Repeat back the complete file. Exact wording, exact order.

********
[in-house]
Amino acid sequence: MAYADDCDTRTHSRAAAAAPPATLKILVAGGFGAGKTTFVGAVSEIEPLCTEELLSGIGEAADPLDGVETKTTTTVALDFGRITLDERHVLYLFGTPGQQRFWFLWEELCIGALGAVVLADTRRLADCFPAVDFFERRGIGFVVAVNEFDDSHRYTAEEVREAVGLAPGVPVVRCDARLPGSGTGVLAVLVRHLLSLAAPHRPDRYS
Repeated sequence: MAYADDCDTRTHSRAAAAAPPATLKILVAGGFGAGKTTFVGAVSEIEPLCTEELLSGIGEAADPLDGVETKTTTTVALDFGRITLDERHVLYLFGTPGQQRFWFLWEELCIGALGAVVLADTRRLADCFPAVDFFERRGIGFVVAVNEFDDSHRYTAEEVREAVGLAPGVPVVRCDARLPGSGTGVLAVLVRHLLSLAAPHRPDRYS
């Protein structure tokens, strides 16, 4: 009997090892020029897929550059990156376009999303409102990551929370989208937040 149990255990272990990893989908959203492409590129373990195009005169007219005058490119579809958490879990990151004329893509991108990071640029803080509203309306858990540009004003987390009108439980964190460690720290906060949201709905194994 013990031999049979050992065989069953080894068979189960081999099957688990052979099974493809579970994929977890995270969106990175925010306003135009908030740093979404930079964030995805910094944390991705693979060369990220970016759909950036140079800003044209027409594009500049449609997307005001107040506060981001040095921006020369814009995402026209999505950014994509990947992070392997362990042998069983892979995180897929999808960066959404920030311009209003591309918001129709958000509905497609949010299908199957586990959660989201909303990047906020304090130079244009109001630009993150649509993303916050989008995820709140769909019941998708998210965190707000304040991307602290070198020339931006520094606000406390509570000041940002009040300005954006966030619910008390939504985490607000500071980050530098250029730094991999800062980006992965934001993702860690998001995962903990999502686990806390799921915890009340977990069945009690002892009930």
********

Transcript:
[in-house]
Amino acid sequence: MAYADDCDTRTHSRAAAAAPPATLKILVAGGFGAGKTTFVGAVSEIEPLCTEELLSGIGEAADPLDGVETKTTTTVALDFGRITLDERHVLYLFGTPGQQRFWFLWEELCIGALGAVVLADTRRLADCFPAVDFFERRGIGFVVAVNEFDDSHRYTAEEVREAVGLAPGVPVVRCDARLPGSGTGVLAVLVRHLLSLAAPHRPDRYS
Repeated sequence: MAYADDCDTRTHSRAAAAAPPATLKILVAGGFGAGKTTFVGAVSEIEPLCTEELLSGIGEAADPLDGVETKTTTTVALDFGRITLDERHVLYLFGTPGQQRFWFLWEELCIGALGAVVLADTRRLADCFPAVDFFERRGIGFVVAVNEFDDSHRYTAEEVREAVGLAPGVPVVRCDARLPGSGTGVLAVLVRHLLSLAAPHRPDRYS
């Protein structure tokens, strides 16, 4: 009997090892020029897929550059990156376009999303409102990551929370989208937040 149990255990272990990893989908959203492409590129373990195009005169007219005058490119579809958490879990990151004329893509991108990071640029803080509203309306858990540009004003987390009108439980964190460690720290906060949201709905194994 013990031999049979050992065989069953080894068979189960081999099957688990052979099974493809579970994929977890995270969106990175925010306003135009908030740093979404930079964030995805910094944390991705693979060369990220970016759909950036140079800003044209027409594009500049449609997307005001107040506060981001040095921006020369814009995402026209999505950014994509990947992070392997362990042998069983892979995180897929999808960066959404920030311009209003591309918001129709958000509905497609949010299908199957586990959660989201909303990047906020304090130079244009109001630009993150649509993303916050989008995820709140769909019941998708998210965190707000304040991307602290070198020339931006520094606000406390509570000041940002009040300005954006966030619910008390939504985490607000500071980050530098250029730094991999800062980006992965934001993702860690998001995962903990999502686990806390799921915890009340977990069945009690002892009930």